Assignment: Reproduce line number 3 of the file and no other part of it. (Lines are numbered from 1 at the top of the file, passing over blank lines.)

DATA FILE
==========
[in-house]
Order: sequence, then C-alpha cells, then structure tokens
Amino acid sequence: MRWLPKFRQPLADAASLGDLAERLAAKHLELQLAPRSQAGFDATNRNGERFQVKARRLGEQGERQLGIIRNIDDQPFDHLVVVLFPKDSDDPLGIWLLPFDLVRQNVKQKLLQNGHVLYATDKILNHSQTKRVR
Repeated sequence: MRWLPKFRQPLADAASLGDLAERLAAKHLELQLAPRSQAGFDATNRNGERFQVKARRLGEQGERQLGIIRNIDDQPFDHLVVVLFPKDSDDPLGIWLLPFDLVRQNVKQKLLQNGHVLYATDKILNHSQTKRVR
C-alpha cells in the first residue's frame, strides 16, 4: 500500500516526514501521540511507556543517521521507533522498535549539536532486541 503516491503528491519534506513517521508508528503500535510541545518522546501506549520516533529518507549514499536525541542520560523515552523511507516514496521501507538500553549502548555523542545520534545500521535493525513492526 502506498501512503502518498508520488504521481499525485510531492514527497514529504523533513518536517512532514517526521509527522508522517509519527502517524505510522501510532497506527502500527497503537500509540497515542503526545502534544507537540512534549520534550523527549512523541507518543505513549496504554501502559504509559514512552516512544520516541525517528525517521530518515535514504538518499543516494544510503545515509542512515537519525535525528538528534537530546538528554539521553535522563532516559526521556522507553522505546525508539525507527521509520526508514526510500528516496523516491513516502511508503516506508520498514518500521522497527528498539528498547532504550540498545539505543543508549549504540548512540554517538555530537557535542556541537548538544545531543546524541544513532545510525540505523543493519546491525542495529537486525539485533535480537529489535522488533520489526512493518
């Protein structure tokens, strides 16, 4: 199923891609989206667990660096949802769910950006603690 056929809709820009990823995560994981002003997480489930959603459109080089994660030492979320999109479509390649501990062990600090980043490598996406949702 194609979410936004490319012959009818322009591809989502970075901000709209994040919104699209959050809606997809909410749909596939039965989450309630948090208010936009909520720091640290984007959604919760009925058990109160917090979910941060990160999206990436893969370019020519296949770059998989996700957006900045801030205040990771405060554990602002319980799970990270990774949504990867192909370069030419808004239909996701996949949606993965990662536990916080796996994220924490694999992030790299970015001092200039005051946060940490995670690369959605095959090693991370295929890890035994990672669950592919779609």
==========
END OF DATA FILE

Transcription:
Amino acid sequence: MRWLPKFRQPLADAASLGDLAERLAAKHLELQLAPRSQAGFDATNRNGERFQVKARRLGEQGERQLGIIRNIDDQPFDHLVVVLFPKDSDDPLGIWLLPFDLVRQNVKQKLLQNGHVLYATDKILNHSQTKRVR